The aim of this paper is to study how consumers build expectations and form their perception of perceived quality based on taste, packaging and price of a product. The study is designed to examine how sensory input influence the consumer’s expectation to and perception of a product. The purpose of the study is to research how the different stimulus interact when consumers build their perception of quality and what they value.
To observe how the different stimulus interact data was collected by in-depth interviews. Fourteen participants were introduced to taste and visual stimuli by eating chocolate and examining packages. The participants were asked to evaluate the chocolates and combine them with the presented packages. The packages were revealed to the participants after the tasting and they were lead to believe that the presented packages belonged to the chocolates. Furthermore, they were asked to suggest a text for the backsides of the chocolate packages and to set a price. During the examination the participants where asked about their choices to gain more knowledge about consumers’ trait of thoughts, values and motives. The study showed that the participants were capable of tasting and describing the taste prior being exposed to visual stimuli. While the participants were capable of distinction flavor and taste, visual stimuli proved that it could modify the perception of taste and flavor. There is no clear indication as to which stimuli had the strongest influence on the participants but the study showed that positive comments increased after seeing the packages. Additionally, some participants had realistic expectations and suggestions about the price. Even more, some participants shed a new light on possible influence of price on consumer decision making. There seemed to be a connection between price setting and self-image.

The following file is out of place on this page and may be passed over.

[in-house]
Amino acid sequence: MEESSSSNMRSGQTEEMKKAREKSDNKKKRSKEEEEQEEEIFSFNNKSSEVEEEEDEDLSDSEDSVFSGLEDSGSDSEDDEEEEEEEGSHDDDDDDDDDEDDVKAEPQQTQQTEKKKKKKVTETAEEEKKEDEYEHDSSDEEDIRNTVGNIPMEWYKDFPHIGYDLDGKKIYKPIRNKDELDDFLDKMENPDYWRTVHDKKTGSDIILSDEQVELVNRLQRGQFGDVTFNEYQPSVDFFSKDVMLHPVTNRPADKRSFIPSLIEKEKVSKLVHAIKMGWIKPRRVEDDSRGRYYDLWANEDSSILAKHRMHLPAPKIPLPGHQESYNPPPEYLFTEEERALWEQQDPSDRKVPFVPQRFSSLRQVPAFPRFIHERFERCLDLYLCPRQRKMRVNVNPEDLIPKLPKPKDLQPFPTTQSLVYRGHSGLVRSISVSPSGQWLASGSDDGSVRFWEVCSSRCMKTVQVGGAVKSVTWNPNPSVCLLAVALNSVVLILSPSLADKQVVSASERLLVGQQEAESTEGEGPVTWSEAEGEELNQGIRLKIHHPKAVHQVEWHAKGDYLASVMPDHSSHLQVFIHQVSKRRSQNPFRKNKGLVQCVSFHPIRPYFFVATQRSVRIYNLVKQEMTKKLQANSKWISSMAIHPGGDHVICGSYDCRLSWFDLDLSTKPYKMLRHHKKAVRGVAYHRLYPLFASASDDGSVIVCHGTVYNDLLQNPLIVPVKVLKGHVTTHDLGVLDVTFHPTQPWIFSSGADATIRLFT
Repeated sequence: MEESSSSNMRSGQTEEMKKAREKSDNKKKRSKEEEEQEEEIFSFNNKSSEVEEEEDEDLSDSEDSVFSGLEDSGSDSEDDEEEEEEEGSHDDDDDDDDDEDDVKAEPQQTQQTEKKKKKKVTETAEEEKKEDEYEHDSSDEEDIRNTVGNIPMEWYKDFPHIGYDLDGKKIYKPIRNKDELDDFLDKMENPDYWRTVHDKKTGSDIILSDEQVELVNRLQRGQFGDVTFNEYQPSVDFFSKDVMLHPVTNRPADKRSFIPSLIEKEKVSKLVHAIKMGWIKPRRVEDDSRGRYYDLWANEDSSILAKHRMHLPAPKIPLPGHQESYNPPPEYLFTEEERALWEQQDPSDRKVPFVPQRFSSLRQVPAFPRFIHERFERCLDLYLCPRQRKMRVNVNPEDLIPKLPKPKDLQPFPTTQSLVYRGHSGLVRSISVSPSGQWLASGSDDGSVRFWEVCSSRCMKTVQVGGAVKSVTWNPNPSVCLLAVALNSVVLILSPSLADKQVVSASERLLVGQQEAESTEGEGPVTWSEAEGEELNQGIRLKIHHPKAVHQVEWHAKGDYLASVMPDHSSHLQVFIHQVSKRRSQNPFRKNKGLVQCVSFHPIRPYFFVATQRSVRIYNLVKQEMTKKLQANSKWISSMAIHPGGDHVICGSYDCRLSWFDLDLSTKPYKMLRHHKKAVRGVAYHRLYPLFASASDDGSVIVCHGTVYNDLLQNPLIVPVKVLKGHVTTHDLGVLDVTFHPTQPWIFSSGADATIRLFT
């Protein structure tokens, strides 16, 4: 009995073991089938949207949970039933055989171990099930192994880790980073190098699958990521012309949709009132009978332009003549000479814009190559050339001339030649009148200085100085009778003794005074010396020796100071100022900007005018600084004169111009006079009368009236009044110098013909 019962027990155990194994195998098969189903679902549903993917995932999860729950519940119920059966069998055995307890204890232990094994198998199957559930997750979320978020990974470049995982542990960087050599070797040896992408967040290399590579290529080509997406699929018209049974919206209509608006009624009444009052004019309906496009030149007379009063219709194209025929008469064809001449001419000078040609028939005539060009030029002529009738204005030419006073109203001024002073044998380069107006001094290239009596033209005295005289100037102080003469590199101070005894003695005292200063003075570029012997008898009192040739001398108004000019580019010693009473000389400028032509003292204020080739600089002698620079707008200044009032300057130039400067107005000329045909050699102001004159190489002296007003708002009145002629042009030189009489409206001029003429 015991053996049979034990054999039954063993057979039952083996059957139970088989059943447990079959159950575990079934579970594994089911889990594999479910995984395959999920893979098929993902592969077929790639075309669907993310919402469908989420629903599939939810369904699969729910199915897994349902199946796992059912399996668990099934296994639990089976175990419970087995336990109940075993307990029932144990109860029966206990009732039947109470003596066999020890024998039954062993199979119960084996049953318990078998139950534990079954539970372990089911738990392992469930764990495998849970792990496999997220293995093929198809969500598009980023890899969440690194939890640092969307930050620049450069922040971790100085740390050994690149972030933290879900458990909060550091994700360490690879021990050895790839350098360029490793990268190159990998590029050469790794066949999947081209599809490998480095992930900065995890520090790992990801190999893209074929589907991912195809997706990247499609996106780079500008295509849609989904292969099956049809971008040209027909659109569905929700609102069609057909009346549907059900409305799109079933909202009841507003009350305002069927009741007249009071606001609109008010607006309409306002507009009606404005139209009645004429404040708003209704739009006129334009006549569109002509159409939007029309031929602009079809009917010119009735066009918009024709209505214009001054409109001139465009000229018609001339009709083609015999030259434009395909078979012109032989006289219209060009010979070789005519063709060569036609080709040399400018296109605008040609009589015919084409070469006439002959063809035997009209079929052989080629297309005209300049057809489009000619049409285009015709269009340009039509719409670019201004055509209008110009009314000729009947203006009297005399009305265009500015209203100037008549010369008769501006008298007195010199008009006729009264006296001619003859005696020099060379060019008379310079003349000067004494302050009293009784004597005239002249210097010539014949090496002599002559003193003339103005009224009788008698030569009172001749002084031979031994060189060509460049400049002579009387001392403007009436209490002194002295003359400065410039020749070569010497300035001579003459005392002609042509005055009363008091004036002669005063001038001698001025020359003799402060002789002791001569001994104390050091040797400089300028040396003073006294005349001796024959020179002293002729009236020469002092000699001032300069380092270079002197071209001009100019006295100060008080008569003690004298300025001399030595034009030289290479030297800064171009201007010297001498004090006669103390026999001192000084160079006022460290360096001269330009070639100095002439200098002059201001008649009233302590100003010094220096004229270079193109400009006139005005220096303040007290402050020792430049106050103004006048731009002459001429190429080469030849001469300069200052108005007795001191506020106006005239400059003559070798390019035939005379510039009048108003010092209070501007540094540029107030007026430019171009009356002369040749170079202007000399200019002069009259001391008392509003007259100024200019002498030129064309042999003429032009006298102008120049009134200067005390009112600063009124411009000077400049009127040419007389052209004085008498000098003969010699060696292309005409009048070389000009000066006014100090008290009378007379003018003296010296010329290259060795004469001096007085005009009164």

However, the most important discovery was a gap between the participants own likings and perception of quality versus companies’ quality definition. Consumers seem to be well aware of what manufacturers view as quality based on product attributes but how they percept this varies. Some participants distance themselves from marketers’ definition of quality by assuming that they prefer “bad” quality, whereas others relate to it. ́This can potentially lead to a mistrust from the consumers’ point of view. There is a need for further studies to understand how companies can decrease this potential consumer mistrust and meet the consumers’ expectations better.
|Educations||, (Graduate Programme) Final Thesis|
|Number of pages||146|